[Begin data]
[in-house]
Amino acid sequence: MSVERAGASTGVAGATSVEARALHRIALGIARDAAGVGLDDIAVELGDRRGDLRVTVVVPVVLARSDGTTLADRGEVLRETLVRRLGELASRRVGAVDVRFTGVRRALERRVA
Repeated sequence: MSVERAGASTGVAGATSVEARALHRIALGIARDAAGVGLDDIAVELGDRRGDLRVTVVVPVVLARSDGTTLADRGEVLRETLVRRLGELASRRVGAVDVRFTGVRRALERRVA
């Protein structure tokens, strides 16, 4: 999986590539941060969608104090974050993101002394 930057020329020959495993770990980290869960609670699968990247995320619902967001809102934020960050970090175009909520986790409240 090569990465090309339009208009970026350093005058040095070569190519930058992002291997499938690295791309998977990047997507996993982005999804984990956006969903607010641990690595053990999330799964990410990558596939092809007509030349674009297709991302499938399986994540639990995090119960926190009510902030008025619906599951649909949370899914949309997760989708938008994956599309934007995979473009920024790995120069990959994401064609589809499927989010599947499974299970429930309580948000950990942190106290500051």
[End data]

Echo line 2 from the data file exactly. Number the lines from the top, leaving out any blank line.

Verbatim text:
Amino acid sequence: MSVERAGASTGVAGATSVEARALHRIALGIARDAAGVGLDDIAVELGDRRGDLRVTVVVPVVLARSDGTTLADRGEVLRETLVRRLGELASRRVGAVDVRFTGVRRALERRVA